Changes to the Browser & Performance Analysis Final Words
POST A COMMENT

58 Comments

View All Comments

  • metafor - Thursday, December 15, 2011 - link

    Yes. Since Tegra 3 is actually capable of clock-gating individual cores as opposed to all-or-nothing like Tegra 2, power utilization should be better.

    That in combination with display local dimming and lower voltage -- since the CPU's are made on 40G -- definitely help brings per-core power down.

    The question is whether or not the performance is there to compete with SoC's on Android early next year with Samsung's new Exynos and Krait based devices.
    Reply
  • TareX - Thursday, December 15, 2011 - link

    Quite off topic, but I expected Anand's Galaxy Nexus review to be out by US launch day... Reply
  • Death666Angel - Thursday, December 15, 2011 - link

    Is it now the norm to compare products based on their size rather than ability and, most importantly, price? A Netbook probably retails for $250-$400. This thing retails for $650 (with dock)? I don't see how this in any way compares to a netbook. Sorry. Reply
  • quiksilvr - Thursday, December 15, 2011 - link

    It isn't fair comparing the two because the ASUS has a 10.1" screen at 1280x800, not a 9.7" screen at 1024x768. Thats a 0.78MP screen vs a 1.0MP screen. It has to render 20% more pixels and on top of that the screen is larger. Reply
  • quiksilvr - Thursday, December 15, 2011 - link

    I'm referring to battery life. Reply
  • Confusador - Thursday, December 15, 2011 - link

    Thanks for doing the follow up on this, demonstrating once again why you're the best in the business.

    Hopefully Asus will learn from this; if you weren't as thorough as you are they would have ended up with their only review here being unnecessarily negative. Maybe they'll give folks more lead time in the future!
    Reply
  • fteoath64 - Friday, December 16, 2011 - link

    So there is just some improvement and not a great deal of improvement. Wonder if it would be better if Nvidia put two 1.8Ghz cores rather than 4 1.4Ghz core, then the end result in performance would be way better with slight penalty on battery life ?.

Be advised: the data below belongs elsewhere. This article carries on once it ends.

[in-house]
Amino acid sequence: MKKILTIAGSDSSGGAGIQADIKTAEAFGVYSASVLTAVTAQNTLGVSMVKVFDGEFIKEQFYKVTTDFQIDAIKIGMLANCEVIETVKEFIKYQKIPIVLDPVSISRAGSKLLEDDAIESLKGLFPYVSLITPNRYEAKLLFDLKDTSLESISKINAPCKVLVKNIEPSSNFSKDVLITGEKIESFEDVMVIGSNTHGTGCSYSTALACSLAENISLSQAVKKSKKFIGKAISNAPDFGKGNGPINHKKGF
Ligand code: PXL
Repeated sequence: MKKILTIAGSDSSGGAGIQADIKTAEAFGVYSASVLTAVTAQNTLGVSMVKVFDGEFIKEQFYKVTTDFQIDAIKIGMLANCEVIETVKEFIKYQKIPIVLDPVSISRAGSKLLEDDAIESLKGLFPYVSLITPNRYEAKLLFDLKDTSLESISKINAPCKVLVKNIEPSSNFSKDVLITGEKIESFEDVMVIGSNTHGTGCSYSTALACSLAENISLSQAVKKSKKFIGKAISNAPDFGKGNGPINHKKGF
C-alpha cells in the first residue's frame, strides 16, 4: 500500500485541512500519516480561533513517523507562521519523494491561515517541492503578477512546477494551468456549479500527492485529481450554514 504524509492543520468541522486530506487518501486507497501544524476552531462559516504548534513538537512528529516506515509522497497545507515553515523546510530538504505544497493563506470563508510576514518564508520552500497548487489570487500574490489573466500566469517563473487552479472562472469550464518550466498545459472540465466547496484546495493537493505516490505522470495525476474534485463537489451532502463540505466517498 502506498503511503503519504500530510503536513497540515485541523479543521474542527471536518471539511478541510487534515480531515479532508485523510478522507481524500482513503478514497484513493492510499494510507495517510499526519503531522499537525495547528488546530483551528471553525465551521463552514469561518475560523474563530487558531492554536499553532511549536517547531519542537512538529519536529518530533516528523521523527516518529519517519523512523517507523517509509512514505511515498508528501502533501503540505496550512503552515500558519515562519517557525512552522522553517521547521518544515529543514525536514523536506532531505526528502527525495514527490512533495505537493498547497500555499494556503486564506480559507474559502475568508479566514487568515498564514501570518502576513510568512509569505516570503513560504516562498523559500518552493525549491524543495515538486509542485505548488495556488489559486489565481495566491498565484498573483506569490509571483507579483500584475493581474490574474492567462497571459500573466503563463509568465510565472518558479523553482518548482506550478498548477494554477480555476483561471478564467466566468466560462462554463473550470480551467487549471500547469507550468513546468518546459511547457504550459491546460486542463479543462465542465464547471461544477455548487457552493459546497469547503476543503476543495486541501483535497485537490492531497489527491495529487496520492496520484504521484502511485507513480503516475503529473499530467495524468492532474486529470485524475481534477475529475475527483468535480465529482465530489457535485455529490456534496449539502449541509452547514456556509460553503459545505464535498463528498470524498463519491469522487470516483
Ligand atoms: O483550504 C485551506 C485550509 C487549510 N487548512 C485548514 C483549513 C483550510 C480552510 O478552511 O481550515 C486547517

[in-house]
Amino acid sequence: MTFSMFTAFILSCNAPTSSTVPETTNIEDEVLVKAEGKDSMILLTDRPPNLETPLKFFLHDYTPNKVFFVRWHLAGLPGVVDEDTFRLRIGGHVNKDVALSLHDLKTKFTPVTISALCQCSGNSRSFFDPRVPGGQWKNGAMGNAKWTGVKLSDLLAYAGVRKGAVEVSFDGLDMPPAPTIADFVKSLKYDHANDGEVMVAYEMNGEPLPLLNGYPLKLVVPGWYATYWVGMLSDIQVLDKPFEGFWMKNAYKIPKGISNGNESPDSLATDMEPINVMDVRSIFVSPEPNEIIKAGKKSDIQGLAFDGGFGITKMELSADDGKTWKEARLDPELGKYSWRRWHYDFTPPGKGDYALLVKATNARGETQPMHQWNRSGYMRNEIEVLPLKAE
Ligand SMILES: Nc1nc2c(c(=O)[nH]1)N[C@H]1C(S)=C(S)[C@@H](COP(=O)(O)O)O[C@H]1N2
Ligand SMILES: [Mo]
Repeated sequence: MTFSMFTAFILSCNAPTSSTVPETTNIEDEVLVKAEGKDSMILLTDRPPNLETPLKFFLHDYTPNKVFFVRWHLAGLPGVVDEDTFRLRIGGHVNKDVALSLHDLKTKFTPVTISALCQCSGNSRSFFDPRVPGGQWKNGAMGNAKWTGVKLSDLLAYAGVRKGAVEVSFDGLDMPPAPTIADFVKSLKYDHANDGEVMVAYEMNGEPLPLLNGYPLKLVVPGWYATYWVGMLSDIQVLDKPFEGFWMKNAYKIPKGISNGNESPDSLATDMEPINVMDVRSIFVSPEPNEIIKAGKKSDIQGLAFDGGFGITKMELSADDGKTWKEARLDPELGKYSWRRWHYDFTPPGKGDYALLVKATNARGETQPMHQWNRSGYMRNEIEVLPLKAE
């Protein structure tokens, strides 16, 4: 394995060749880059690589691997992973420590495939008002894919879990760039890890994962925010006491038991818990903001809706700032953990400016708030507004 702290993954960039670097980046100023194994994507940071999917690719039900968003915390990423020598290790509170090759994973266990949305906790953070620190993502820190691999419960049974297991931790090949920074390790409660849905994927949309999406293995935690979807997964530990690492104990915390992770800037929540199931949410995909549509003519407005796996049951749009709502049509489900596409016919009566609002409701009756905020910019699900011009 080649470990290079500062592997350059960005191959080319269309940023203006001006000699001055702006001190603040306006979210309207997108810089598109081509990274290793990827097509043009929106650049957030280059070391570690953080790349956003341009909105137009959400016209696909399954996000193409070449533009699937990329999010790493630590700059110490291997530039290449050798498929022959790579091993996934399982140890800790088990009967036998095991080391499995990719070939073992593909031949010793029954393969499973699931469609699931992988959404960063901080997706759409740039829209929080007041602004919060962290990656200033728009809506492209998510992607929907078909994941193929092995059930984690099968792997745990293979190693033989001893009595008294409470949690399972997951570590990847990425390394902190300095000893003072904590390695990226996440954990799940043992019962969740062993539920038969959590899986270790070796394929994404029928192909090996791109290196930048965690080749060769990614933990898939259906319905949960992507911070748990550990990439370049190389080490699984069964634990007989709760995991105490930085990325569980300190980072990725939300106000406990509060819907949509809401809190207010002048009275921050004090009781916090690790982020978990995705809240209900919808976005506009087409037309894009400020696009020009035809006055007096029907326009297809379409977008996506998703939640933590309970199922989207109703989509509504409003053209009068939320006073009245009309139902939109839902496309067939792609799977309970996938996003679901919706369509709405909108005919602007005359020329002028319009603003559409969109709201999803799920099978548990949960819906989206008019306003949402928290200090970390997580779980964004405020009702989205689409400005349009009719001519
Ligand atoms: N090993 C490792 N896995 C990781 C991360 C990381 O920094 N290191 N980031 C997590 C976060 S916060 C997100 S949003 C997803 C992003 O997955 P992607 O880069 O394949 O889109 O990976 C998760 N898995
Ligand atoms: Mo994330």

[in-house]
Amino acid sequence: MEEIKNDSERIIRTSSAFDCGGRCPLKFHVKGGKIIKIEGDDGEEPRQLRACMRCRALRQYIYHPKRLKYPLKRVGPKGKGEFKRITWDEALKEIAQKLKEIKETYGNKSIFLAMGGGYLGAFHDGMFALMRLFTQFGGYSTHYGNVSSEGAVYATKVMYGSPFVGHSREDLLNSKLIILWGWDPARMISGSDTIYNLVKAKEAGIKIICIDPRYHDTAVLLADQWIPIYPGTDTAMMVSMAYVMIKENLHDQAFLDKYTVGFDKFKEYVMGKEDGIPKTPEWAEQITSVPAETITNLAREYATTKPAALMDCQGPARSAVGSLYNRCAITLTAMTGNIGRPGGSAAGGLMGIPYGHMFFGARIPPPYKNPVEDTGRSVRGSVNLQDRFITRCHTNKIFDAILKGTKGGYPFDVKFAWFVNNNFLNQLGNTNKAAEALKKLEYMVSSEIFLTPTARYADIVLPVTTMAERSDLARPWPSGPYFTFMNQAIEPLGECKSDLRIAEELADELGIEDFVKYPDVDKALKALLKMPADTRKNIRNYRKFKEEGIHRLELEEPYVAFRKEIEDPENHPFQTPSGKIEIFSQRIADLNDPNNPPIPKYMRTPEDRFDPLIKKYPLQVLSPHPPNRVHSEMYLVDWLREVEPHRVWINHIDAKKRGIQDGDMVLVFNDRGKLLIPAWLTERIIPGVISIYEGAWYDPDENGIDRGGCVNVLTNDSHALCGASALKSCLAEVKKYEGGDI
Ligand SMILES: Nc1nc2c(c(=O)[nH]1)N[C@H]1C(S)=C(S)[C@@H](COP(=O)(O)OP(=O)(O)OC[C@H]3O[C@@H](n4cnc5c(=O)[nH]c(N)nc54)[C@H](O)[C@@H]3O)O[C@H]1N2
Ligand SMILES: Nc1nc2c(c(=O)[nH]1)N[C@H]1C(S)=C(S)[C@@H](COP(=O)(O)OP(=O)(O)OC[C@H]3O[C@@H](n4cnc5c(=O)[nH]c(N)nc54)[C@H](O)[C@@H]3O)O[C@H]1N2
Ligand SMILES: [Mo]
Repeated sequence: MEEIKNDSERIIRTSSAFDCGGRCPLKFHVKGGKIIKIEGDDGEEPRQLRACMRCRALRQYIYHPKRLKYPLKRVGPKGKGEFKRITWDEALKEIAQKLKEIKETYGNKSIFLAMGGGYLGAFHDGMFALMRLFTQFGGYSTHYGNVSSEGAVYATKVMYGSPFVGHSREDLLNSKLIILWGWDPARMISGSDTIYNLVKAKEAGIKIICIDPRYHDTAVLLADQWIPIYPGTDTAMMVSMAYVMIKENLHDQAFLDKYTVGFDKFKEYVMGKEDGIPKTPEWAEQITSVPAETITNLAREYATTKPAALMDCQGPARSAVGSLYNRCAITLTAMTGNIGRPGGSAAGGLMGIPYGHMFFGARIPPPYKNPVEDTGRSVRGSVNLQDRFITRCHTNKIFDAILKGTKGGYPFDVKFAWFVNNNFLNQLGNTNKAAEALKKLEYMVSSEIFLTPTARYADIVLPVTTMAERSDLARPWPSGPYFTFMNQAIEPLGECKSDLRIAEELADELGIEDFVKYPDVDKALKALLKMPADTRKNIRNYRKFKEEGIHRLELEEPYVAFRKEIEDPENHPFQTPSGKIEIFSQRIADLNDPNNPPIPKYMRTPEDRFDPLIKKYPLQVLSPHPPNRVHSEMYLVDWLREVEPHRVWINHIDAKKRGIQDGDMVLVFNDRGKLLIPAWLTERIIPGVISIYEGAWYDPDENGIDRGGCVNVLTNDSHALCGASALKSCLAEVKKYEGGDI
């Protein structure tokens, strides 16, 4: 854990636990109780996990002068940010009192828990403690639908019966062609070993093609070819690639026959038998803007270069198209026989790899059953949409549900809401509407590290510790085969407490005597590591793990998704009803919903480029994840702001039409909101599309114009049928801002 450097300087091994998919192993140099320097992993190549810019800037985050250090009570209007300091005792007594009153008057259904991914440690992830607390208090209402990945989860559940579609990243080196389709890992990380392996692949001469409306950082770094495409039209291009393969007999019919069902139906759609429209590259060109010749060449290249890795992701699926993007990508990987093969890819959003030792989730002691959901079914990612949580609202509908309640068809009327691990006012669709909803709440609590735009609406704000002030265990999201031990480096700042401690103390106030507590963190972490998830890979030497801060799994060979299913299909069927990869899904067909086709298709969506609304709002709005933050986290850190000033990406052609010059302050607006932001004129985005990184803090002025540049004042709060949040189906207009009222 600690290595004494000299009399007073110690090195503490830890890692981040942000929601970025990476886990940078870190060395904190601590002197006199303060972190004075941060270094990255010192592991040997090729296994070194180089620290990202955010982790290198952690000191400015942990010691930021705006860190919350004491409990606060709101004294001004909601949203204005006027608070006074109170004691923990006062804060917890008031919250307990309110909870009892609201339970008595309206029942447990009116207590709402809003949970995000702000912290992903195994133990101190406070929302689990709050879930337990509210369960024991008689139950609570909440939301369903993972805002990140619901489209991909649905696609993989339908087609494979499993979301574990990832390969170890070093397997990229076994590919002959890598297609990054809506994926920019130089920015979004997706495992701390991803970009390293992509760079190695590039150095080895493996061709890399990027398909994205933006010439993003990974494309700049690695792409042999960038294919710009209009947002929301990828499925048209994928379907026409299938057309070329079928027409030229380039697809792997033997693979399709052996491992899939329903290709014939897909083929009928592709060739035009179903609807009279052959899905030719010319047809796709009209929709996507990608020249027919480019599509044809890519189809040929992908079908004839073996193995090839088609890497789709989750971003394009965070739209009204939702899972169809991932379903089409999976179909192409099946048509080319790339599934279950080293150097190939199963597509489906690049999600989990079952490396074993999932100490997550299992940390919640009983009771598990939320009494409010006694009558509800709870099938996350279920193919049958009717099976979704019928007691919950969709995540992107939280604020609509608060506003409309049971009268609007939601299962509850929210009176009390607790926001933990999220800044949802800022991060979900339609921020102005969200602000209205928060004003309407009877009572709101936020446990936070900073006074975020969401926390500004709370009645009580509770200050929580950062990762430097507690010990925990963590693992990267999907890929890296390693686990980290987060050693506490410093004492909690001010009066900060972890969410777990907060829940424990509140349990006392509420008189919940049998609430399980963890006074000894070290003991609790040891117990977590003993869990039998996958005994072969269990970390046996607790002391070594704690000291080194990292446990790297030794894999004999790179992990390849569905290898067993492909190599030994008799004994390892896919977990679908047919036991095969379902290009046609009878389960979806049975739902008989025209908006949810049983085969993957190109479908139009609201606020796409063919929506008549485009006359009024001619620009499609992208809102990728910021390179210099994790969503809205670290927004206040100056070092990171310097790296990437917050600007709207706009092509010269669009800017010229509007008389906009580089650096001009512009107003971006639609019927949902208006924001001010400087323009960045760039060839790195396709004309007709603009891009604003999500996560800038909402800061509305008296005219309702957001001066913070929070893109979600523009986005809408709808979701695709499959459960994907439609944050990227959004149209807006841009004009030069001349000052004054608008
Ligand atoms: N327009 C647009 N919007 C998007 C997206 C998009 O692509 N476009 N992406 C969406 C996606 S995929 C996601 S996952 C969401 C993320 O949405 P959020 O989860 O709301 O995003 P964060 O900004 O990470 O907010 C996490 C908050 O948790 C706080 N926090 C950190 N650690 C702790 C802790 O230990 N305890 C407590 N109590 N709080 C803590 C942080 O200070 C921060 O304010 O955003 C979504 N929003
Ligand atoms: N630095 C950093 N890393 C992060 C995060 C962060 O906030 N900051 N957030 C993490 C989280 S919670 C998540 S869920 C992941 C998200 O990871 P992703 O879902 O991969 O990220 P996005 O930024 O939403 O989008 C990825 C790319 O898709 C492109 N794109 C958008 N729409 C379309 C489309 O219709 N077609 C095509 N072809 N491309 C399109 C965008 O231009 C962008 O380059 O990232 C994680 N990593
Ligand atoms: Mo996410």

I guess I have to wait for the A15 cores then!.
    Reply
  • Mugur - Friday, December 16, 2011 - link

    Asus should've done the impossible and have it ready by Christmas with ICS on it and aggresively priced. It would've been an instant hit. Reply
  • vcarvega - Friday, December 16, 2011 - link

    I do think it is commendable of you to update your original review with these updated tidbits. However, I do wonder when it comes to your gripes, particularly with multitasking.

    I agree with the limitations of Honeycomb's multitasking, but what are we comparing it too? Your review was specifically comparing it to a netbook, so your criticism is fair if we're comparing it to Win XP... but compared to other mobile OS', it's the best on offer (admittedly, I have not tried the Playbook's implementation of multitasking which looks like it may be more comparable to a desktop experience).

    Currently, I think heavy users run into serious limitation regardless of which tablet platform they are using. I think I was hoping for quad core to change this as well tho... so that's disappointing. Maybe ICS?

    Your comments on higher clocked, dual-core 28nm chips possibly being comparable in performance to Tegra 3 gave me reason to pause as well! Simply b/c I fear that Android 4.0 is still being optimized for dual core devices, not quad core... Because unless things change at CES, most new mobile devices being announced for 2012 still have dual cores!
    Reply
  • vision33r - Friday, December 16, 2011 - link

    Really bad timing. There are so many phones out right now that makes the Razr look outdated.

    For starters, this phone doesn't even beat the SSGS2 which came out more than 6 months ago.

    Now we have GalaxyNexus Prime, HTC Rezound. Upcoming phones will all have LTE, 720p displays, and better performance.
    Reply

Log in

Don't have an account? Sign up now